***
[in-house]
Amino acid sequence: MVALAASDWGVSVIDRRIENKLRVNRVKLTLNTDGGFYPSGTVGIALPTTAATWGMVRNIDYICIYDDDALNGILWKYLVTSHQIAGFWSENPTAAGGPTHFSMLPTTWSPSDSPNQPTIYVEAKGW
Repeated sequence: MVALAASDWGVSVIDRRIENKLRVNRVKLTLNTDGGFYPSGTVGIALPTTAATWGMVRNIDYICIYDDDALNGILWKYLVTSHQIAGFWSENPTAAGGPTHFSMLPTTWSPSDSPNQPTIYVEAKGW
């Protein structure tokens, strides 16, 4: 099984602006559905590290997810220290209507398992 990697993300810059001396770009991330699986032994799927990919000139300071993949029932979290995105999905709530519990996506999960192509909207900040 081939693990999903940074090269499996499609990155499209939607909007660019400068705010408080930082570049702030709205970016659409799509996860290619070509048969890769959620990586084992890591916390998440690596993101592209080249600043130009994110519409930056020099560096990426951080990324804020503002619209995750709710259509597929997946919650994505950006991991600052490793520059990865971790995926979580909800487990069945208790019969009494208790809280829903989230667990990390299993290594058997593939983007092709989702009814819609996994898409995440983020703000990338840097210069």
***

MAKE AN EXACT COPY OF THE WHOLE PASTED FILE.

[in-house]
Amino acid sequence: MVALAASDWGVSVIDRRIENKLRVNRVKLTLNTDGGFYPSGTVGIALPTTAATWGMVRNIDYICIYDDDALNGILWKYLVTSHQIAGFWSENPTAAGGPTHFSMLPTTWSPSDSPNQPTIYVEAKGW
Repeated sequence: MVALAASDWGVSVIDRRIENKLRVNRVKLTLNTDGGFYPSGTVGIALPTTAATWGMVRNIDYICIYDDDALNGILWKYLVTSHQIAGFWSENPTAAGGPTHFSMLPTTWSPSDSPNQPTIYVEAKGW
């Protein structure tokens, strides 16, 4: 099984602006559905590290997810220290209507398992 990697993300810059001396770009991330699986032994799927990919000139300071993949029932979290995105999905709530519990996506999960192509909207900040 081939693990999903940074090269499996499609990155499209939607909007660019400068705010408080930082570049702030709205970016659409799509996860290619070509048969890769959620990586084992890591916390998440690596993101592209080249600043130009994110519409930056020099560096990426951080990324804020503002619209995750709710259509597929997946919650994505950006991991600052490793520059990865971790995926979580909800487990069945208790019969009494208790809280829903989230667990990390299993290594058997593939983007092709989702009814819609996994898409995440983020703000990338840097210069």